The House Energy & Commerce Committee late Wednesday pushed through a bill that will create a new priority review voucher (PRV) program for medical countermeasures that will not sunset.
The new PRVs for medical countermeasures, if passed by the full House and Senate, would be the third PRV program in existence (in addition to the rare pediatric disease and neglected tropical disease PRV programs) and the first to not sunset.
Like the other two PRV programs, HR 3299 would grant companies that receive approval for such a countermeasure access to a PRV that can then be either sold on the open market (AbbVie bought one in August 2015 for $350 million) or used to expedite the US Food and Drug Administration’s (FDA) review of the countermeasure’s sponsor’s own new drug by four months.
Medical countermeasures that might earn their sponsor such a PRV include new drugs to prevent, or treat harm from a biological, chemical, radiological or nuclear agent identified as a material threat, according to the bill, which passed 36-15 following the rejection of two amendments that would ensure the program sunsets.
Much of the late night discussion on the bill ahead of its advancement to the House floor centered around when to sunset the new PRV program (to ensure it is working before it is re-authorized, like with the rare pediatric PRV program).
Rep. Jan Schakowsky (D-IL) raised some questions, echoing similar sentiments raised by FDA and other researchers, about the effectiveness of PRVs in incentivizing new drug development.
Rep. Anna Eshoo (D-CA), however, was adamant that because it can take more than a decade to develop new medical countermeasures and because the federal government is the only purchaser of these treatments, this PRV program should not sunset.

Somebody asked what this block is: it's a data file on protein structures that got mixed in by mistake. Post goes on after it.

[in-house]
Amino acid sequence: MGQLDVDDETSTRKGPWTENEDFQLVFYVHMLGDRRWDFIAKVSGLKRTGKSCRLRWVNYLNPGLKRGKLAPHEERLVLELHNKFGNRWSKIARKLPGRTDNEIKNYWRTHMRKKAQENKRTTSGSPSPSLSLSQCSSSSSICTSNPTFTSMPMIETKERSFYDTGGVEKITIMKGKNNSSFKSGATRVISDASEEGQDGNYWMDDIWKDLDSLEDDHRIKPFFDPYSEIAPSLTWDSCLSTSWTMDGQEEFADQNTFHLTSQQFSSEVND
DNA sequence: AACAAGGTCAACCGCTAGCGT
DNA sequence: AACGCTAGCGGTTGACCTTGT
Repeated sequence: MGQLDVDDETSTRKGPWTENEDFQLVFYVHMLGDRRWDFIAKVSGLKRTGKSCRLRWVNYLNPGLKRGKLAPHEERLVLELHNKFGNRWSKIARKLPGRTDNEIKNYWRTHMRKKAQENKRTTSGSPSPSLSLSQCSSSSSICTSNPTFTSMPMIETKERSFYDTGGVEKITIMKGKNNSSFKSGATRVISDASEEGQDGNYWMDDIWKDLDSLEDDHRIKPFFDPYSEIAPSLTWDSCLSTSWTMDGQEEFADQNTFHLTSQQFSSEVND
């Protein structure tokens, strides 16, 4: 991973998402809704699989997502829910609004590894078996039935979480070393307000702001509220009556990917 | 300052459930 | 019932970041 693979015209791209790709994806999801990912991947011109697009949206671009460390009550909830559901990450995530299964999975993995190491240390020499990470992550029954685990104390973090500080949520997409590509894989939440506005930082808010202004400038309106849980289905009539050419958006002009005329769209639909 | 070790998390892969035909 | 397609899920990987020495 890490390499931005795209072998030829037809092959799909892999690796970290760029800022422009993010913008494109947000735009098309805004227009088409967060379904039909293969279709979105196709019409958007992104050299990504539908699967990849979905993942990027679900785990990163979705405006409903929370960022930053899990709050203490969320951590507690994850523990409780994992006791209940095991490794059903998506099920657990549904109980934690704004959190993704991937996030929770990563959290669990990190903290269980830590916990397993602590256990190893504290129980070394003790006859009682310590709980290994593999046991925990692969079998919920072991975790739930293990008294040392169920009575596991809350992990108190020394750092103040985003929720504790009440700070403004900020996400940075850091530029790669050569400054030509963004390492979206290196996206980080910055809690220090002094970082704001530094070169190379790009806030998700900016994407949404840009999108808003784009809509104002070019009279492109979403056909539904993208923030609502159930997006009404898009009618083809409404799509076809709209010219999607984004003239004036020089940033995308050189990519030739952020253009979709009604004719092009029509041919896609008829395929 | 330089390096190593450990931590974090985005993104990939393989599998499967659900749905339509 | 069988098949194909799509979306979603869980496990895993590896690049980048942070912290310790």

Rep. Chris Collins (R-NY) also said ending the new PRV program on a specific date could create ambiguity and diminish the appeal of PRVs.
But what was not mentioned was the fact that the addition of a new PRV program and the potential circulation of new PRVs on the open market could have a significant impact on the price that PRVs in the other two programs are purchased for, and therefore the incentives that all three of the programs would provide to develop new treatments.
Doctors Without Borders/Médecins Sans Frontières (MSF) added in a statement that the PRV program needs to be further reformed so as not to “leave open major loopholes in the program.” Biosimilar and vaccine developer Pfenex said it supports the PRV provision in the bill to further encourage the development of medical countermeasures for the 13 deadly pathogens identified by the Department of Homeland Security as national security threats.
The new medical countermeasure PRV program in the bill would also establish a new user fee program under which a sponsor of a drug application that is the subject of a priority review voucher shall pay to FDA, in addition to other fees required to be submitted by the sponsor.
In addition to creating the new PRV program, the medical countermeasure bill would also require the sponsor of the medical countermeasure to offer a report no more than five years after the product's approval. The Comptroller General of the US would also have to conduct a study on the effectiveness of such PRVs and how they are incentivizing the development of material threat medical countermeasure applications.
In general, the bill also seeks to establish a more predicatable and transparent method of resourcing and procuring medical countermeasures by the government.
The new text of the bill comes as G.K. Butterfield’s (D-NC) amendment to HR 3299, which sought to reform the other PRV programs, was cut out of the bill’s text.